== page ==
Human voices: computers can do this, measurements can do this. Voice print for one, and as I stated before, all we are looking for is identifying a difference between them, not the content and meaning of the difference.

 

With measurements and computers we can't evaluate a singers unique voicing.  A speaker, IEM or headphone is a bit like a singer, at least when they are coloured / voiced a certain way, which in a certain way, all of them are, since there is no 100% transparent audio experience yet, in which you can't tell if it's reproduction, or reality.

 

 

Quote:
Originally Posted by liamstrain View Post

 

Identifying sound-stage, imaging and layering in an IEM or headphone, etc. - You have not shown that measurements cannot evaluate this. I also don't have a problem with ABX and DBT being used as an evaluation tool (per my earlier statements). I DO have a problem with sighted/biased human evaluation being presented as acceptable for this field, when it is not for any other.

 

How do I show that measurements can't evaluate something?  I don't know how to do that, but I'll work on it.  It's an intuitive conclusion, you can hear it, and the data for it isn't there, AFAIK.

 

I've seen some people say that soundstage is "only in the recording" or that soundstage in headphones "is only a personal illusion", to me that just says how far some people are entrenched in black and white science at times, instead of listening to the sonic spectra, and accepting it.

 

I agree with you that blind testing (of various types) is an acceptable solution.  I just don't think it's been exercised very much, there are limited tests there.  Obviously if you can't identify X or Y blind, then the difference is very slight at best, and possibly phantom sonics induced by visuals and expectation. 

 

 

Quote:
Originally Posted by liamstrain View Post

 

I don't disagree - audio does seem to get away with many wild claims that don't fly in other fields. But I disagree that the science is somehow more exact, or the instrumentation is somehow better and data more conclusive for video - the data for audio is very conclusive, but people seem to be more willing to ignore it.

 

OK, you are right there.  For whatever reason, in audio/sonics, people don't seem very interested in proving something one way or the other, just believing.  Not only audio playback like speakers and cables, but instruments too, like $5,000 piano versus $50,000, X guitar brand is better than Y, X wood sounds better than Y.  I'm not exactly sure why that is... apart from my comment on human voices, which can apply to instruments too.  There is no data saying Ebony fretboards sound better than Rosewood, yes you can measure the differences, but I'm not sure if the measurement can be deciphered to correlate to the human perception.  The human perception could be proved to be fairly uniform though, with a blind-test survey, which once again, there is little of.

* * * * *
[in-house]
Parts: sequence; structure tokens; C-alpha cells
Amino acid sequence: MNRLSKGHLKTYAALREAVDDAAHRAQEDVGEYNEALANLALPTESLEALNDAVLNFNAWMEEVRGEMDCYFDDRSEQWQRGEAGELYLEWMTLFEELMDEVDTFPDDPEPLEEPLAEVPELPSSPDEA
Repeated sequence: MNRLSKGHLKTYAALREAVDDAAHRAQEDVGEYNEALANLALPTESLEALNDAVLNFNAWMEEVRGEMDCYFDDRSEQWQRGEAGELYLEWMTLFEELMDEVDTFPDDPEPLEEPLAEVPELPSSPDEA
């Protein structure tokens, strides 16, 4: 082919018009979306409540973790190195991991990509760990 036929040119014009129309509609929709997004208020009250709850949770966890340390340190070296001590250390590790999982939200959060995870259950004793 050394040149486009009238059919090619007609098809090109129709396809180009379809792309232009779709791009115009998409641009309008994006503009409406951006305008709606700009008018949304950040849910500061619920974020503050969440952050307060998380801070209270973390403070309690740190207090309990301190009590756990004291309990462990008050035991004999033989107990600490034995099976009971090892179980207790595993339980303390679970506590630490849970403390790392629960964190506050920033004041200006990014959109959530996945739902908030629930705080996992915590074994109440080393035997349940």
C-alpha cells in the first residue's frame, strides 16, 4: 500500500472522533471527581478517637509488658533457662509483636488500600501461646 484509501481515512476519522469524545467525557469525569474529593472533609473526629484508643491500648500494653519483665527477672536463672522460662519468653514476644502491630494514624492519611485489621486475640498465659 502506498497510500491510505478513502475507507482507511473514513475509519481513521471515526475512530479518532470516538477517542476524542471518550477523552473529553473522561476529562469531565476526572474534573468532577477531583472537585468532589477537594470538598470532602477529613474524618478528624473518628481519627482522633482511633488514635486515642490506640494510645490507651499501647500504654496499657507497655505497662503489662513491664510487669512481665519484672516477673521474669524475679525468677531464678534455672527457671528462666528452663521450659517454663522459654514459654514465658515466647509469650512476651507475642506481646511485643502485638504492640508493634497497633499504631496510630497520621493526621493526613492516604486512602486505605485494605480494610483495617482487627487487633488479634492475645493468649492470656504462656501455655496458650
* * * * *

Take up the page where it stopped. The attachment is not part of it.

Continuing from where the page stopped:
Quote:
Originally Posted by liamstrain View Post

 

Ultimately - I suspect you and I largely agree. There is too much marketing hogwash, and too much of the audio press and public lets it slip (or propagates it).

 

Yes.

 

 

Quote:

Originally Posted by liamstrain View Post

 

I just also think there is less mystery to audio than you do.

 

Seems that way.

 

 

post #129 of 256

 

Quote:
Originally Posted by kiteki View Post

 

With measurements and computers we can't evaluate a singers unique voicing.  A speaker, IEM or headphone is a bit like a singer, at least when they are coloured / voiced a certain way, which in a certain way, all of them are, since there is no 100% transparent audio experience yet, in which you can't tell if it's reproduction, or reality.

 

 

Actually, I don't see why not. But more to the point - it can differentiate between two different singers, and provide a record of the differences between them. Humans evaluate the data to deduce the meaning of those differences.  

 

 

 

How do I show that measurements can't evaluate something?  I don't know how to do that, but I'll work on it.  It's an intuitive conclusion, you can hear it, and the data for it isn't there, AFAIK.

 

First show conclusively that people hear X difference between two headphones. Then show that there is no measurement data which demonstrates that difference. I believe soundstage, etc. are in fact data we can measure via instruments - as for where, precisely, that hides (e.g. what characteristic of headphone performance is responsible), is another matter. I would expect that attack/decay performance at various frequencies (visible in square wave) would be at least partially responsible for perceived separation and soundstage. 

post #130 of 256

 

Quote:
Originally Posted by liamstrain View Post

Originally Posted by kiteki View Post

 

With measurements and computers we can't evaluate a singers unique voicing. A speaker, IEM or headphone is a bit like a singer, at least when they are coloured / voiced a certain way, which in a certain way, all of them are, since there is no 100% transparent audio experience yet, in which you can't tell if it's reproduction, or reality.